There have been at least 30 reported suicides among soldiersin Iraq—a rate nearly one-third higher than the Army’shistorical average. Many more suicides occur in the US by thosewho have finished their tour of duty, but since the Pentagon doesnot track these incidents the number is not known.

Associated Press, however, reported on October 18 that at least12 Marines had killed themselves after returning from Iraq orAfghanistan. “Military people are heavily vetted for anypsychological problems before they enter the service,” notedSteve Robinson, executive director of the National Gulf War ResourceCenter. “They’re screened very well when they come in,and they’re supposed to be screened very well when they leave.So when a Marine takes the ultimate step of checking out by takinghis own life, it should make the hair on the back of your neckstand up. These are the guys who aren’t supposed to do that.”

There is mounting evidence that the rate of suicide and psychologicaldisorders is at least partially due to the brutality of the US-ledoccupation. Most of those serving in the military were drawn fromworking class and impoverished rural regions, and enlisted eitherto get a job or to advance their education.

These young people have been dispatched to a war that was basedon a series of flagrant lies, and that violated numerous preceptsof international law. They are now being ordered to intimidateand terrorize the Iraqi people, and to crush any resistance tothe occupation and Iyad Allawi’s stooge interim government.The killing and brutalization of the Iraqi people has triggeredguilt, shame and serious psychological problems for many soldiers.

Last month Associated Press reported the case of Jeffrey Lucey,a 23-year-old Marine who suffered from serious depression andbecame dependent on alcohol after returning from Iraq in July2003. On Christmas Eve he told his sister how he had been orderedto shoot two unarmed Iraqi soldiers. “He took off two dogtags around his neck, then threw them at me and said, ‘Don’tyou understand? Your brother is a murderer,’” she recalled.Lucey killed himself in June.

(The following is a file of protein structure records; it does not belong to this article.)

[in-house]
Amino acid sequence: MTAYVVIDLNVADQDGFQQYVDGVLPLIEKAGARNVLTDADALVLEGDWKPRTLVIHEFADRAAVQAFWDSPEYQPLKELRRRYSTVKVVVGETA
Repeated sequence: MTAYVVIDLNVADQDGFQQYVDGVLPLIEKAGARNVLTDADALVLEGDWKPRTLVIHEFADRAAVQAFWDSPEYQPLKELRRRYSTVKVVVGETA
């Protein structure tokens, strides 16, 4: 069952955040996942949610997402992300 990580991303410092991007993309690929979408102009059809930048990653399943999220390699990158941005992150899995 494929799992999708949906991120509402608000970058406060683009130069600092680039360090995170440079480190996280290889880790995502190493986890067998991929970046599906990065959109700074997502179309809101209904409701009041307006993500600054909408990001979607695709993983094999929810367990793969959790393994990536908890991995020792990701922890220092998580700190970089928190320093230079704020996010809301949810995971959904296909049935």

Former Army sergeant, Matt La Branche, told the Los AngelesTimes that the memories of his nine-month stint as a machine-gunnerin Iraq left him “feeling dead inside.” He constantlystruggles with the image of the Iraqi woman who died in his armsafter he had shot her. The woman’s children were also woundedin the incident. “I’m taking enough drugs to sedatean elephant, and I still wake up dreaming about it,” he said.

Affected soldiers receive grossly inadequate treatment fromthe military establishment. Brain trauma and psychological injuriesoften require months of expensive and intensive rehabilitation,long-term drug therapy and psychological counseling. Facilitiesthat were already underfunded and overstretched are now at breakingpoint.

Receiving treatment is especially difficult for sufferers ofPTSD. Army psychologists are pressured to get their patients backout in the field as soon as possible, while the macho culturecultivated within the ranks leads many soldiers to deny that theyhave a problem. The New England Journal of Medicine studyfound that less than half of all soldiers affected by PTSD soughttreatment, fearing stigmatization or damage to their careers.

Officials also leave many families of PTSD sufferers completelyunprepared for the shock of having to deal with the condition.One woman told the New Yorker how she had been advisedprior to the return of her husband from Iraq: “When he wascoming home, the Army gave us little cards that said things like‘Watch for psychotic episodes’ and ‘Is he drinkingtoo much?’ A lot of wives said it was a joke. They had alady come from the psych ward, who said—and I’m serious—‘Don’tcall us unless your husband is waking you up in the middle ofthe night with a knife at your throat.’ Or, ‘Don’tcall us unless he actually chokes you, unless you pass out. He’llhave flashbacks. It’s normal.’”

Such treatment is indicative of the way in which tens of thousandsof young people are being used as cannon fodder in Iraq. Responsibilityfor their suffering rests with the criminals in the White Housewho launched the war of aggression, and more broadly, the entireUS political establishment which is united on maintaining theindefinite occupation of Iraq.

Leave a comment